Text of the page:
Direct competitors are companies that have offerings similar to your product and focus on the same audience. Indirect competitors can have a similar set of offerings and a different audience, or a different set of offerings with the same audience.
Benefits of competitive audits:
- Giving you an idea of products already in the market and their designs.
- Suggesting ideas to solve early problems that you’re facing with your own designs.
- Revealing the ways that current products in the market are not meeting users’ needs. This is a gap for your product to address!
- Demonstrating the expected life cycle of a product in the same market as yours.
- Informing all the different iterations your product could take and how those performed for your competitors.
Limitations of competitive audits:
- Can stifle creativity.
- Depends on how well you interpret the findings.
Steps to conduct a competitive audit:
- Outline the audit goals. Is it to compare the user experience of competitor's website, visual design, or something else.
- List competitors.
- Determine the specific competitor aspects you want to compare. Rate competitors based on first impressions, interaction, visual design and content. Use consistent language/scale for rating competitor products (For example: Needs work, Okay, Good, Outstanding).
- Research each company. Include notes, links, and screenshots.
- Summarize your findings in a report.
Presenting a competitive audit:
- Get feedback from your team.
- Limit the amount of text on your slides.
- Stick to the highlights.
- Use notes.
- Practice ahead of time.
- Use relevant graphics.
- Keep your biases in check.
- Be able to defend your conclusions.
HMW is a design thinking activity used to translate problems into opportunities for design. During a HMW exercise, you’d create a list of questions that start with “How might we” and use those to spark ideas for solutions.
To create good HMW questions, you need a well-defined problem statement.
Example: Darren is a concert goer who needs to keep track of their concert ticket because they need the ticket when they go through security.
Tips to create good HMW questions:
- Amp up the good.
How might we make keeping track of tickets a fun competition among friends?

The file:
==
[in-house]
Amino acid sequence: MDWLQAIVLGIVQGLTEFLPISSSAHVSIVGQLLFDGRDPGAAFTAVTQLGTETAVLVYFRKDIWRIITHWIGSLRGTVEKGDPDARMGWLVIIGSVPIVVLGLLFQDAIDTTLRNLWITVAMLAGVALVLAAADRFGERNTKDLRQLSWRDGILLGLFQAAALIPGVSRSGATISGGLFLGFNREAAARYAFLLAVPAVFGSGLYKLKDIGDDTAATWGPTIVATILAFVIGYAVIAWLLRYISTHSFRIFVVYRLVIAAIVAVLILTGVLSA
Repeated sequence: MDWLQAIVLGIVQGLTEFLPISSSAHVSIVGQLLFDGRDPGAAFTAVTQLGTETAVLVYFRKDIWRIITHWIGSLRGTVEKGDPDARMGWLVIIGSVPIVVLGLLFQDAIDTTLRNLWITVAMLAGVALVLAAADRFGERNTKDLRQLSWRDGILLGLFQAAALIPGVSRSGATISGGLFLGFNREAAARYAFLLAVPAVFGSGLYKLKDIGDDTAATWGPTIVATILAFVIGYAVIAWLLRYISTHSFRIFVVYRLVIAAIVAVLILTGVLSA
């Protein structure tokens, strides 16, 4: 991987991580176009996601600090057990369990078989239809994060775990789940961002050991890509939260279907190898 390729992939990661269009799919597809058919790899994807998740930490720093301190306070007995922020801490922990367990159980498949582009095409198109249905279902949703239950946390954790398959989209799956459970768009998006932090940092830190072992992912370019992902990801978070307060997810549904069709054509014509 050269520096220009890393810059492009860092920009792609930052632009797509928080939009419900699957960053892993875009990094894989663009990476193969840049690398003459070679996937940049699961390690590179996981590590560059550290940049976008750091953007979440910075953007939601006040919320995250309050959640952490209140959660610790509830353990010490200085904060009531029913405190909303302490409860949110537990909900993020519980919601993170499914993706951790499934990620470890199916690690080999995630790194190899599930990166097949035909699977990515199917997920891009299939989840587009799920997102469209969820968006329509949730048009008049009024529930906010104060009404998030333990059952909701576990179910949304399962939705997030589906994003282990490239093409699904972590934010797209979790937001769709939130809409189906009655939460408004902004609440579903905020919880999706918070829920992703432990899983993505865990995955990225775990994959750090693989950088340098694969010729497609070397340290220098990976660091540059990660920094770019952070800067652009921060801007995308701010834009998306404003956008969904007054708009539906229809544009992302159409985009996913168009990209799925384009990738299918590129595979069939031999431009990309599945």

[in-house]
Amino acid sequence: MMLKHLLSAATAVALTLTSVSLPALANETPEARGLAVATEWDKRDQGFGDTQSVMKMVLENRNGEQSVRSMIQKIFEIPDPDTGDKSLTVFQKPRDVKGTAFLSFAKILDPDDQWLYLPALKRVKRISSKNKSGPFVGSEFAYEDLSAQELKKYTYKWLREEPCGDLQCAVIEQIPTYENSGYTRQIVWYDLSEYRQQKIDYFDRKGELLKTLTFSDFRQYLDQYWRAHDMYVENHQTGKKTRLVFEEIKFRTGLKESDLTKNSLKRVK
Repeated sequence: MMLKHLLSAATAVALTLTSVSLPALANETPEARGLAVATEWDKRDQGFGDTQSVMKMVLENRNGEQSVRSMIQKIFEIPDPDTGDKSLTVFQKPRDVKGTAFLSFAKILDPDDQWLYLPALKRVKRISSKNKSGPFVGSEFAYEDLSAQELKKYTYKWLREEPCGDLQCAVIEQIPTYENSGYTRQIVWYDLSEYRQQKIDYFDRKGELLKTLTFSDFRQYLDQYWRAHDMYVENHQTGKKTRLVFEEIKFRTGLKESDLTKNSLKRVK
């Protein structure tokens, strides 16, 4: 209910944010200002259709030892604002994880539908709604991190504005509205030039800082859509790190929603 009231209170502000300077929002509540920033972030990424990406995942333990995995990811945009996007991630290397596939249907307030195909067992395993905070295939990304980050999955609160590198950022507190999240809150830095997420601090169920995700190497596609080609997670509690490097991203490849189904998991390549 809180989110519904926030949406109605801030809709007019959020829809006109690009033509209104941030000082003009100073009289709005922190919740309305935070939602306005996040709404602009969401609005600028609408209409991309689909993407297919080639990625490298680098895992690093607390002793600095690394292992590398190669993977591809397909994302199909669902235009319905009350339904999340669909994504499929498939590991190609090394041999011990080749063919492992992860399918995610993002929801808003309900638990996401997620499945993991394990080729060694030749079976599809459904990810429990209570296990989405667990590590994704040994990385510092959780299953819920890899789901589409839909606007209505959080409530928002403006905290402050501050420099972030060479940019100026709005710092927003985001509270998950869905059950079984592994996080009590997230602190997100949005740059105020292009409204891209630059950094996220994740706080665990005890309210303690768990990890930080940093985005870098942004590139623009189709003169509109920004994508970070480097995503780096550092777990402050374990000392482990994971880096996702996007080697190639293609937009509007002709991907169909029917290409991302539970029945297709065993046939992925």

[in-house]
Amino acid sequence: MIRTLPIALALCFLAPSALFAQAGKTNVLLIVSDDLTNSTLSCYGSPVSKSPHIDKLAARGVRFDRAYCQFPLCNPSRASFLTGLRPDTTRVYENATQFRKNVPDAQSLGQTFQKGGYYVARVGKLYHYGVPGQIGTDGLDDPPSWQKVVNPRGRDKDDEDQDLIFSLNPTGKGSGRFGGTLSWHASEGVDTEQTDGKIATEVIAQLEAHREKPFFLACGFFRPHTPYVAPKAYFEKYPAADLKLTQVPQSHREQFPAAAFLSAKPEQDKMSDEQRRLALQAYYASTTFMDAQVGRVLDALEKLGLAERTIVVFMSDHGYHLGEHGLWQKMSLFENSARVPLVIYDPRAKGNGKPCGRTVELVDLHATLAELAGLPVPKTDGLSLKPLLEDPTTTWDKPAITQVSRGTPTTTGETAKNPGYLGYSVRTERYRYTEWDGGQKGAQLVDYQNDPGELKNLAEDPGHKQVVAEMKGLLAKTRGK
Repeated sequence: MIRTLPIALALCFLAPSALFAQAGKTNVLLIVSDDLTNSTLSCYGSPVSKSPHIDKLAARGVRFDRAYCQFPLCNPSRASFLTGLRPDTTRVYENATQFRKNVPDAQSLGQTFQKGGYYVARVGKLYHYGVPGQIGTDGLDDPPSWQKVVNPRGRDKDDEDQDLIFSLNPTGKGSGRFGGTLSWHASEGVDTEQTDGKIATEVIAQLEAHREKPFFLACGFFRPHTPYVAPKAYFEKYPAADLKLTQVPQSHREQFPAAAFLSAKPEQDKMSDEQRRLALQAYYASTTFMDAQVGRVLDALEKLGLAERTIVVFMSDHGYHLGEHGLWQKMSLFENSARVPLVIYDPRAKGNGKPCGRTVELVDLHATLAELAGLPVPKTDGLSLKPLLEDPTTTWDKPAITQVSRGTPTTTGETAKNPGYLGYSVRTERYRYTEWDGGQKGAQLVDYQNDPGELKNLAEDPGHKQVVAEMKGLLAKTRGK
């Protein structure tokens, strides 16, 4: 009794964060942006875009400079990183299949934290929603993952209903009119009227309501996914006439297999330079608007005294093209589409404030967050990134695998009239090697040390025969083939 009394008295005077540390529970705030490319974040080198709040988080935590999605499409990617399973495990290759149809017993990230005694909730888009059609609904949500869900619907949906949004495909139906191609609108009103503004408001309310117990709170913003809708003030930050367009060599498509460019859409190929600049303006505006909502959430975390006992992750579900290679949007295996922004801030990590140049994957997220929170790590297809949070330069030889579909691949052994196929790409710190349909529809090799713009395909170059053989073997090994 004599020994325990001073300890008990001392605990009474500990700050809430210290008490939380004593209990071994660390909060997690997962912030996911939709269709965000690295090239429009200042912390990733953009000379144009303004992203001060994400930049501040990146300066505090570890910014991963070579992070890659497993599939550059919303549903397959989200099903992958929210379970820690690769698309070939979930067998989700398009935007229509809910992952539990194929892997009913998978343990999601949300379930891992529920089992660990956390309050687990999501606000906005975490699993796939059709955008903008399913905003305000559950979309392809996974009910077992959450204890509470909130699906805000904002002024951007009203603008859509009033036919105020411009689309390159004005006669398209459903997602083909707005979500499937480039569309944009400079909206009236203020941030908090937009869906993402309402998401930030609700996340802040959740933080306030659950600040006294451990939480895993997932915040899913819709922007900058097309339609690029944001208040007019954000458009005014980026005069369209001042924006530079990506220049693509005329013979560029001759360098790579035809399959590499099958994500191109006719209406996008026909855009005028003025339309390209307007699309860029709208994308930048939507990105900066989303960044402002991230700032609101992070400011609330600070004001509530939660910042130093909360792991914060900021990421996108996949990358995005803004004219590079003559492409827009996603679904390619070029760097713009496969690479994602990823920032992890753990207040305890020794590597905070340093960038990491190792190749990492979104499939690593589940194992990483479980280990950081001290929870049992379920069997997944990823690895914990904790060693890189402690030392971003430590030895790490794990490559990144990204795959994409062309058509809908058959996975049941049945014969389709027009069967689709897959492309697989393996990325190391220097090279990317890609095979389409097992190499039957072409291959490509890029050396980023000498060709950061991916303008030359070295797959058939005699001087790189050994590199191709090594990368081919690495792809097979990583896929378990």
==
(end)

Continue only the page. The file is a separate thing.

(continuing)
- Explore the opposite.
How might we create a way to lose tickets?
- Change a status quo.
How might we make a non-paper concert ticket?
- Break the point-of-view into pieces.
How might we keep the customer’s ticket from getting lost? How might we make a lost ticket easier for the security team to handle?
- Remove the bad.
How might we make a way for concert goers to enter a venue without needing a ticket?
- Go after the adjective.
How might we make the entry to a concert venue less stressful for ticket holders?
- Question an assumption
How might we remove the security check process at a concert?
- Create an analogy using the established need or context
How might we make going through security like playing a video game?
- Identify unexpected resources that can provide assistance
How might facial recognition software help manage concert entry?
Best pratices for thinking of HMWs:
- Be broad. A good HMW should allow for multiple solutions.
- But don't be too broad.
- Make multiple drafts.
- Be creative.
- Write as many HMWs as you can.
Crazy Eights is a design ideation exercise intended to help you generate several ideas in a small amount of time, forcing you to think outside the box.
How it works:
- Start with a large sheet of paper. Fold the paper in half, then fold it in half again, then in half one more time. When you unfold the paper, you’ll have eight squares to sketch in.
- Grab something to draw with like a Sharpie or a pencil.